Nation & World

Snowden tells Germans he’s proud of his role in revealing NSA spying

A German politician who’s been pushing his government for months to offer asylum or even witness protection to former National Security Agency contractor Edward Snowden said Friday that Snowden was willing “in principle” to assist any German investigation into NSA spying practices.

That offer would be accepted, the country’s interior minister later said, in another sign of the deep damage done to German-U.S. relations by news that the NSA had eavesdropped on a cellphone belonging to German Chancellor Angela Merkel.

“If the message is that Snowden wants to give us information, then we would gladly accept,” Interior Minister Hans-Peter Friedrich said.

The offer from Snowden came through Hans-Christian Stroebele, a member of the opposition Green party who’s the longest-serving member of the Bundestag’s intelligence committee. Stroebele met with Snowden for almost three hours in Moscow on Thursday.

Stroebele, who said his trip to Moscow was specifically to ask Snowden whether he’d testify before the Bundestag about NSA activities in Germany, returned with a letter from Snowden in which the 30-year-old computer specialist defends his leaking of secret NSA documents.

“I am heartened by the response to my act of political expression, in both the United States and beyond,” Snowden wrote in the letter, which Stroebele read aloud at a news conference Friday. “Citizens around the world as well as high officials – including in the United States – have judged the revelation of an unaccountable system of pervasive surveillance to be a public service.”

The letter, which was intended for the German government, didn’t mention whether Snowden would be willing to testify before the German legislature, but Stroebele said Snowden had told him that he “could imagine coming to Germany, as long it was guaranteed that he could stay in Germany or a comparable country thereafter and stay safe there. . . . He is prepared in principle to assist a parliamentary inquiry.”

The lengths to which Stroebele and Snowden went to make what amounted to a very simple and not particularly surprising announcement speaks to the layers of irony surrounding the Snowden affair. Snowden, once a technical expert for the NSA and today famous worldwide and synonymous with privacy rights and the highest levels of computer encryption, is living a quiet life in Russia, a nation long considered to be an enemy of privacy.

Snowden’s meeting with Stroebele was described as a secretive affair, and Snowden hand-delivered a typed message to Stroebele, who then hand-delivered the letter to his government.

The letter itself reads in the manner of a mass Christmas greeting from Snowden. There’s nothing addressed specifically to the concerns of the German government. The letter doesn’t shed additional light on the tapping of Merkel’s phone, for instance. And while he begins by saying the letter is “regarding your investigation of mass surveillance” he offers no hints of what he might still have to add to the discussion.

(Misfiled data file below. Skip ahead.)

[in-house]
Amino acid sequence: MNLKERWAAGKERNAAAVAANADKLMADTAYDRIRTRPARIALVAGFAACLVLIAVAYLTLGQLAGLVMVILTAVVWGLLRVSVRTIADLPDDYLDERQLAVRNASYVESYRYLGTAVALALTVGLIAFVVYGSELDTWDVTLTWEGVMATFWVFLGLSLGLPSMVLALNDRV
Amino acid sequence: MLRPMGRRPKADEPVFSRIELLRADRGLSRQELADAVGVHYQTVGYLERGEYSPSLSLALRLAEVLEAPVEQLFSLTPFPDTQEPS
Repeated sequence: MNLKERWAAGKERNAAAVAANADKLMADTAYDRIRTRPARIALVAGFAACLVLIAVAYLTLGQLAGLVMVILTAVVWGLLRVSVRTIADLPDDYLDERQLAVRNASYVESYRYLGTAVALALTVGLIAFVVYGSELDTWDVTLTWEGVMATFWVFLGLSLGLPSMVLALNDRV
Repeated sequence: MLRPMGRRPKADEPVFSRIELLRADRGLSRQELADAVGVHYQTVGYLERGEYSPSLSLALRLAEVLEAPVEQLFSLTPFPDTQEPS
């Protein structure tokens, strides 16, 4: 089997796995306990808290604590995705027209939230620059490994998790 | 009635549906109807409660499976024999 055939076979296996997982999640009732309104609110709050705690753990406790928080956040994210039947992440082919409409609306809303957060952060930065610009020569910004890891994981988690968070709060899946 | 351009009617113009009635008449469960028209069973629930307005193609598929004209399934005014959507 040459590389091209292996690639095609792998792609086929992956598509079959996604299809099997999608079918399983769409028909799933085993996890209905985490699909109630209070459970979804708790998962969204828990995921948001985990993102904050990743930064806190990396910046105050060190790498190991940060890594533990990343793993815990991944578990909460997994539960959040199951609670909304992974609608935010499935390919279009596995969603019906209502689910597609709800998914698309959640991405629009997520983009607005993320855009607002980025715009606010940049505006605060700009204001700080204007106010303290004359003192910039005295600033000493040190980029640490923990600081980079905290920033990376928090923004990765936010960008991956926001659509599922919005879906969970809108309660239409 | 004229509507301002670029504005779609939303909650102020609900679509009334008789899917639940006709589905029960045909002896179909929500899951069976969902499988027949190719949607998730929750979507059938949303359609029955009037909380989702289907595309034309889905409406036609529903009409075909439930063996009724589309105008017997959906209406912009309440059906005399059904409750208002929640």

In fact, it doesn’t mention Germany at all, instead saying, “I look forward to speaking with you in your country when the situation is resolved.”

But it does offer some general insight into his thoughts these days.

“Though the outcome of my efforts has been demonstrably positive, my government continues to treat dissent as defection, and seeks to criminalize political speech with felony charges that provide no defense,” he wrote. “However, speaking the truth is not a crime. I am confident that with the support of the international community, the government of the United States will abandon this harmful behavior.”

Steffen Seibert, Merkel’s spokesman, noted that Snowden already has been turned down when seeking asylum in Germany, because German law requires asylum seekers to be in the country when they apply.

Stroebele began voicing his support for Snowden’s efforts to win asylum in Germany in late June, just weeks after the first reports on the documents he was leaking began appearing in newspapers around the world. Earlier this week, speaking to McClatchy, Stroebele repeated that he thinks it’s important for Germans to hear what Snowden has to say.

“I think Germany should grant Snowden asylum or at least grant him witness protection status,” he said.

In Washington, White House spokesman Jay Carney said he was unaware of any conversations with the Germans about their contacts with Snowden. He acknowledged that the revelations that the NSA had monitored Merkel’s phone had damaged German-U.S. relations. Merkel personally telephoned President Barack Obama to complain about the monitoring of her phone, and her Foreign Ministry later summoned the U.S. ambassador for a dressing-down.

Merkel has since said the monitoring was unacceptable among friends.

“When it comes to the tensions caused by the disclosures that have appeared because of those unauthorized leaks, we’re handling those issues in our direct diplomatic communications with Germany and other nations and allies,” Carney said. “These are issues that we are addressing, and they go to the heart of the overall review of our intelligence-collection activities that the president has ordered up, and it’s underway now.”

Anita Kumar contributed to this report from Washington.